Modern Auto Layout is the most up-to-date book about the Auto Layout system from Apple. It does not assume any previous knowledge on laying out your UI for your Mac or iOS apps. It also covers both Interface Builder and programmatic ways to lay out your UI.

Hands down, it is the best book I’ve found which covers all modern practices such as how to use scroll views with Auto Layout, how to use stack views, dynamic type, and more. Of course, coming from the author of Use Your Loaf who has written numerous blog posts about the subject, it is not a surprise that the subject is covered well. Even common bugs are discussed as well as workarounds.

I think even advanced users of Auto Layout may learn at least one or two things, but it is heartily recommended. I wish I had this book when I was starting to use Auto Layout.

Hugo has an asset pipeline feature which can basically get an asset resource file, manipulate it (e.g. compress it, concatenate it, etc.), and then generate a final output file. I imagine most people use it for CSS and JavaScript where they minify the source, fingerprint the resource (e.g. calculate the SHA sum of the contents) and then publish the generated file. (Embedding a hash of a file into a resource’s URL works great for caching since you can add the appropriate headers and ask the browser to cache that effectively unique URL forever. When your resource changes, the resource URL will change because the generated hash in the file will be different.)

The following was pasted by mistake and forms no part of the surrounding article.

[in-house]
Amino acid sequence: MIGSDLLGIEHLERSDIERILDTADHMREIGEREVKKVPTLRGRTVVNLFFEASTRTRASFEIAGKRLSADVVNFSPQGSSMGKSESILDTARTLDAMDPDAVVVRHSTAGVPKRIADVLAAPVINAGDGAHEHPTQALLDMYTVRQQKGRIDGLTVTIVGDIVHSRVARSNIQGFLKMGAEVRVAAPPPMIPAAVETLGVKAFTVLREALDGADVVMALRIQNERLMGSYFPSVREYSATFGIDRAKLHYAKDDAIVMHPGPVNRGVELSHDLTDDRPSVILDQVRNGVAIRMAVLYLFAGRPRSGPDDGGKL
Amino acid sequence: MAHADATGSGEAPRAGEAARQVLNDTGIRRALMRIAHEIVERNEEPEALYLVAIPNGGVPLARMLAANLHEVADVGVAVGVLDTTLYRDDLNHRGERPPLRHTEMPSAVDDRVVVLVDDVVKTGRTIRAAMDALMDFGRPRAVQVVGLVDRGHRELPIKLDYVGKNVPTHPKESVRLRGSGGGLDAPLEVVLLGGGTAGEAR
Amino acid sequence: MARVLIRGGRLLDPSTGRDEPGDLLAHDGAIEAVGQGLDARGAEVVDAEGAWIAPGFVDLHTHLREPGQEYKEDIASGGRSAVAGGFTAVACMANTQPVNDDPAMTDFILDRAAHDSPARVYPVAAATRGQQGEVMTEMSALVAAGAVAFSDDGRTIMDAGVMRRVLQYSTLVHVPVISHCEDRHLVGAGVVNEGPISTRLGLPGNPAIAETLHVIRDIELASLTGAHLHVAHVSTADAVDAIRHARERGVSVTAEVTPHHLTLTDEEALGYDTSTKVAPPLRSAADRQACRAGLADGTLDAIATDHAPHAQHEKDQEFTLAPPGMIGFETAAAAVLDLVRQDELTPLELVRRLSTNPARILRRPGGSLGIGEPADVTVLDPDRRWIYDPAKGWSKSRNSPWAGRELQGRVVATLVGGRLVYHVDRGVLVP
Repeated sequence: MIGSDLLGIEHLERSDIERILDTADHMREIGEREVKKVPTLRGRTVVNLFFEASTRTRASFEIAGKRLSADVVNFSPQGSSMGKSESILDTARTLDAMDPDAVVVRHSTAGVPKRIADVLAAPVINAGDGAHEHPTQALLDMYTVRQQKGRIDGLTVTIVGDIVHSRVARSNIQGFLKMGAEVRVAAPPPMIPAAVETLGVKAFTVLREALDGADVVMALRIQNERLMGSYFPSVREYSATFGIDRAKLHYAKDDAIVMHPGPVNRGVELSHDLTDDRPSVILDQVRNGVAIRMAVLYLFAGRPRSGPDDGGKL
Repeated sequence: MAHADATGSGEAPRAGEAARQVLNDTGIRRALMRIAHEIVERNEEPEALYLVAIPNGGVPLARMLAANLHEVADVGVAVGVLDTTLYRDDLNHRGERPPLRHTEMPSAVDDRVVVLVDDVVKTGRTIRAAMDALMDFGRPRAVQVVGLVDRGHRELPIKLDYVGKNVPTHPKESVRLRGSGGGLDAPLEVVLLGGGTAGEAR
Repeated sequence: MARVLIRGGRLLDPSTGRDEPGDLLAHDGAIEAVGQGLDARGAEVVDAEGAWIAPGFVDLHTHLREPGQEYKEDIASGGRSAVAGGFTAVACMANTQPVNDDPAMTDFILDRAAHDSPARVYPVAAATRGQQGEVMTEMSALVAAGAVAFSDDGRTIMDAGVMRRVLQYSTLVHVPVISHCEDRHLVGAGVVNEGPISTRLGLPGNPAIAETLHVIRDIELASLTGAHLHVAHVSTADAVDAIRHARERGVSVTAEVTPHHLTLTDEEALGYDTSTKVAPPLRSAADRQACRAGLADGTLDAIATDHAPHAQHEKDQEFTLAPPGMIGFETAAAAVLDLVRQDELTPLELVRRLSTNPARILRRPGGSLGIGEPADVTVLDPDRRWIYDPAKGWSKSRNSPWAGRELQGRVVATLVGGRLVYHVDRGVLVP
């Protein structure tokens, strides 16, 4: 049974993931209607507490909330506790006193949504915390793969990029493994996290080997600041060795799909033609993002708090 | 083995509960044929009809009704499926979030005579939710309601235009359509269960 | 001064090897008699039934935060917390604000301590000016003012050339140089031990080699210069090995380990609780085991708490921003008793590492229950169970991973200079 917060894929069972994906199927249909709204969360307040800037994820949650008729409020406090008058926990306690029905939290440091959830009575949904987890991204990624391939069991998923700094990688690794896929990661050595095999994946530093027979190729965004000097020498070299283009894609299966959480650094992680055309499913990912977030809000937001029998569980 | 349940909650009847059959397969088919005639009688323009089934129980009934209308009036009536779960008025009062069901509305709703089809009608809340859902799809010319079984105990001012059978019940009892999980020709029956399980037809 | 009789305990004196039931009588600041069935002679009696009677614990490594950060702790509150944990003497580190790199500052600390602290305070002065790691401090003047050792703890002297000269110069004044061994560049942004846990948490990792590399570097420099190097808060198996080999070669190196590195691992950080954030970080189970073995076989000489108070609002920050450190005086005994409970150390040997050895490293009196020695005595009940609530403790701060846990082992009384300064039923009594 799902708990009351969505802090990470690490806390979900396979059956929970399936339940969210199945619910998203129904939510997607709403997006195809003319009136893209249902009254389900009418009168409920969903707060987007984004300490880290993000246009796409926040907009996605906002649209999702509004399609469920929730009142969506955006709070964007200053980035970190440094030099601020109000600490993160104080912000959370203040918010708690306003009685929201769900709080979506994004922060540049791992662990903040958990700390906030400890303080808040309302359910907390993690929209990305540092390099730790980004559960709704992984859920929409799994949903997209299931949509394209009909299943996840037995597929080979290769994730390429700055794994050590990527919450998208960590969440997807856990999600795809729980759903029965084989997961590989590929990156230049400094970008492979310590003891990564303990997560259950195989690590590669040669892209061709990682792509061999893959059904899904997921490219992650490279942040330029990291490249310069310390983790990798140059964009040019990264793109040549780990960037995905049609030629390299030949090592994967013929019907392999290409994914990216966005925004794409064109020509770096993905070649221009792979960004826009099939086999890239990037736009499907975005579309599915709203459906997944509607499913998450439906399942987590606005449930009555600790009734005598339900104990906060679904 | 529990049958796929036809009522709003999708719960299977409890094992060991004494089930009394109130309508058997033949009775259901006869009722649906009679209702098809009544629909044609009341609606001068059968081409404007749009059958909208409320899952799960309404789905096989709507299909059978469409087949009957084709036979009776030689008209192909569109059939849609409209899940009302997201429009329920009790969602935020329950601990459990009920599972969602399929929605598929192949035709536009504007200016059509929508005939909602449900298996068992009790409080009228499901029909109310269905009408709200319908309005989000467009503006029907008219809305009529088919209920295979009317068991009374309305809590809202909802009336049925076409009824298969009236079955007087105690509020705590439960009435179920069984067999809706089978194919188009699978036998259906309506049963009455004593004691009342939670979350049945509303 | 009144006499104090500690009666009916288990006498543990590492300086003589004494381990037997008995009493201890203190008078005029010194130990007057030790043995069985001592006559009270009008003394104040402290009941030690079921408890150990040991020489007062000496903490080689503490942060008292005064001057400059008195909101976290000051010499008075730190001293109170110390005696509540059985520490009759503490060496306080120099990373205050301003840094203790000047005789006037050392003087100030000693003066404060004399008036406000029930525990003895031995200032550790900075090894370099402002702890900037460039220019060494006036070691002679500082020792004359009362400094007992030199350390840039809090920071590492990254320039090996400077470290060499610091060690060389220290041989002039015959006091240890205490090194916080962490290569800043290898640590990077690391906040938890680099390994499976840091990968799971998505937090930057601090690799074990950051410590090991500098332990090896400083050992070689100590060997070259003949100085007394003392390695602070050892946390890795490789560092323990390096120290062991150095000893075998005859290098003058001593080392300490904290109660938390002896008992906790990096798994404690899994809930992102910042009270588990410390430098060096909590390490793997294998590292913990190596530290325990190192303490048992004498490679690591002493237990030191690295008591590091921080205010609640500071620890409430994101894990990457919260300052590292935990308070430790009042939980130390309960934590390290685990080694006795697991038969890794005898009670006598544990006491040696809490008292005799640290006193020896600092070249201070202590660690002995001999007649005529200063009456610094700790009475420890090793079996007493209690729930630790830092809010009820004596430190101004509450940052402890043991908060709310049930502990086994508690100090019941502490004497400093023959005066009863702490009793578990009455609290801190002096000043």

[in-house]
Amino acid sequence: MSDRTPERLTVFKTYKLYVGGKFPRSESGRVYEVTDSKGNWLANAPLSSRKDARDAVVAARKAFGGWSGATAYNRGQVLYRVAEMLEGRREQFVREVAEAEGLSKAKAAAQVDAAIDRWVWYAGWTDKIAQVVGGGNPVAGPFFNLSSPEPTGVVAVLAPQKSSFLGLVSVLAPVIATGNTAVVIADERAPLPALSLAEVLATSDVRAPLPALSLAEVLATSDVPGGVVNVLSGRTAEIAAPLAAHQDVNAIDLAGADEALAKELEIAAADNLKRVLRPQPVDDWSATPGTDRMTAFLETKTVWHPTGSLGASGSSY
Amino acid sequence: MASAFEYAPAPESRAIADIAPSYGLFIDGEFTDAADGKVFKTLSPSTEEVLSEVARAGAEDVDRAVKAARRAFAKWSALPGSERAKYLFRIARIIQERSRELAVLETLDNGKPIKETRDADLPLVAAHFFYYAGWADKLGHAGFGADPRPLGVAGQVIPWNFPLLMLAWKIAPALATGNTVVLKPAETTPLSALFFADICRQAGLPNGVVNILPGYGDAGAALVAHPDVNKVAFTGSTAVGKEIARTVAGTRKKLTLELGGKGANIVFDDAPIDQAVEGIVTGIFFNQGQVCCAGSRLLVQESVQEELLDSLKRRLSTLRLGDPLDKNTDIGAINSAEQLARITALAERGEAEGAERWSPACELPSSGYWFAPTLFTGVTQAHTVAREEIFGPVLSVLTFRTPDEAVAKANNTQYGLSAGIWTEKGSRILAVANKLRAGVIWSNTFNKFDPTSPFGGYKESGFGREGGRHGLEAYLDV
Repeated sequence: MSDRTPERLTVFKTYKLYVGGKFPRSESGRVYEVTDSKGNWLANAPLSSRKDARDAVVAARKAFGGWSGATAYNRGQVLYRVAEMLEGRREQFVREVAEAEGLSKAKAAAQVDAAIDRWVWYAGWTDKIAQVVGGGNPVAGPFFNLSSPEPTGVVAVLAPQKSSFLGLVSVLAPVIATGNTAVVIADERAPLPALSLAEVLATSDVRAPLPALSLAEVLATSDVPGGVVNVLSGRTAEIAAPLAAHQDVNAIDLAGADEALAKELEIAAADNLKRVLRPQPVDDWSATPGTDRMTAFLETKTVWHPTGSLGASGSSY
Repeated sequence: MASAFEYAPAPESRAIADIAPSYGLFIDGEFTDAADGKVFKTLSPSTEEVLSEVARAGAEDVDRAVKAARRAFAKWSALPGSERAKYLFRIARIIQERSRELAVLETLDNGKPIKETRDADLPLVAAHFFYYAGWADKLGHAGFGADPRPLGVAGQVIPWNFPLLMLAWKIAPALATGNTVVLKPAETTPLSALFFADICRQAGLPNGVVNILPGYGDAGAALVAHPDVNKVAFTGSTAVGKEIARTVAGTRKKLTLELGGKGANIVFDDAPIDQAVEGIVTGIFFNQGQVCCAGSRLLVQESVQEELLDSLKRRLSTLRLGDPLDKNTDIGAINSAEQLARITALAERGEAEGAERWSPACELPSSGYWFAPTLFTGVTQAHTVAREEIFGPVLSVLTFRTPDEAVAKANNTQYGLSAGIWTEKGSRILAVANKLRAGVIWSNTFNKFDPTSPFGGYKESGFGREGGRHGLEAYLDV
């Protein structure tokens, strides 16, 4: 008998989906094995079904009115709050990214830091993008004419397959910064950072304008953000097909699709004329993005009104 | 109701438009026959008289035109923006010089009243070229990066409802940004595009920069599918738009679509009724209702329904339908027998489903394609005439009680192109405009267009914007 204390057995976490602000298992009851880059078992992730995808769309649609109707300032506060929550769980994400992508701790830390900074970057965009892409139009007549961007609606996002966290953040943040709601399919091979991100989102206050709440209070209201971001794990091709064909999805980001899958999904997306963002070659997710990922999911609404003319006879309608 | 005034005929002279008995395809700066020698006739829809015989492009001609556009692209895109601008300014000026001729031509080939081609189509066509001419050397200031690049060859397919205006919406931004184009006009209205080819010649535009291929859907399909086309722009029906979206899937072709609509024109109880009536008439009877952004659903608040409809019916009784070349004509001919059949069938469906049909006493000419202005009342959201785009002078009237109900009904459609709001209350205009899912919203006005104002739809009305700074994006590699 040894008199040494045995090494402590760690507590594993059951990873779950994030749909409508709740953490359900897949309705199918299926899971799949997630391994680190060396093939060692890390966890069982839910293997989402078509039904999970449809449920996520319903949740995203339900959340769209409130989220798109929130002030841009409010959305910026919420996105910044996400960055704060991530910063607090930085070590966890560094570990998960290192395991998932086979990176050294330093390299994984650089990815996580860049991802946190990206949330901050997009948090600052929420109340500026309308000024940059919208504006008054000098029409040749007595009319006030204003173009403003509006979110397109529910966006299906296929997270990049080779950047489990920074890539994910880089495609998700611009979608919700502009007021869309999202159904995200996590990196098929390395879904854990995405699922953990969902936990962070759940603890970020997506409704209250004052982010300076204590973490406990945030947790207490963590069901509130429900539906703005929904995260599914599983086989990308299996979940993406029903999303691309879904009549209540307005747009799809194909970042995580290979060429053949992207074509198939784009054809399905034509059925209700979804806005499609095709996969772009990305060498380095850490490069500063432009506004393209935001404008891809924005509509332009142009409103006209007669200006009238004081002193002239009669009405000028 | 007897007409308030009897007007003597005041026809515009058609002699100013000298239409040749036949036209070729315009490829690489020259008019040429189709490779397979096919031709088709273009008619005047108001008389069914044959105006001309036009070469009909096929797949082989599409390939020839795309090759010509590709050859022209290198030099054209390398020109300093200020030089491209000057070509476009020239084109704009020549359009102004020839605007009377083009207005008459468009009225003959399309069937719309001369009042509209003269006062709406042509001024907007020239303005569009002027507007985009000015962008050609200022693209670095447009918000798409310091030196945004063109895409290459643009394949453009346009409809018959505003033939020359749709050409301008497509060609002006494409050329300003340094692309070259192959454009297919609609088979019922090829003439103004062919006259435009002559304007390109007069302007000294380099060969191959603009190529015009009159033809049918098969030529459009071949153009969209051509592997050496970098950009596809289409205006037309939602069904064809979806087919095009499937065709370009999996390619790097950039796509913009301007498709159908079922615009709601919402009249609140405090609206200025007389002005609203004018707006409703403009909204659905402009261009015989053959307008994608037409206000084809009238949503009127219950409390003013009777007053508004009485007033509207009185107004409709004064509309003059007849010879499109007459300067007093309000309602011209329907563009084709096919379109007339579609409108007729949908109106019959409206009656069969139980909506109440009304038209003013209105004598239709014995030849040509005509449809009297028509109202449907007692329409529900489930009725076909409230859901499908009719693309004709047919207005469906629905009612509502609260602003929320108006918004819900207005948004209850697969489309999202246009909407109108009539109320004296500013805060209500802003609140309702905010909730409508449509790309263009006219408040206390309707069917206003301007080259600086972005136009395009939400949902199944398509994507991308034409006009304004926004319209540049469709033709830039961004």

In order to make things fast, Hugo caches aggressively. So if it sees that the contents of your file has changed, it will re-build the asset. Unfortunately, my issue was that I had an asset (say asset S which is an SVG file) which included a link to another generated resource. In short, it depended on the generation of another asset (say asset C which is a CSS file). Hugo would not recognize the dependency. So if I made changes to the CSS in asset C, Hugo would re-build asset C but not my SVG asset S with the new link to C. If I made changes to asset S, it would then update with the latest link to asset C.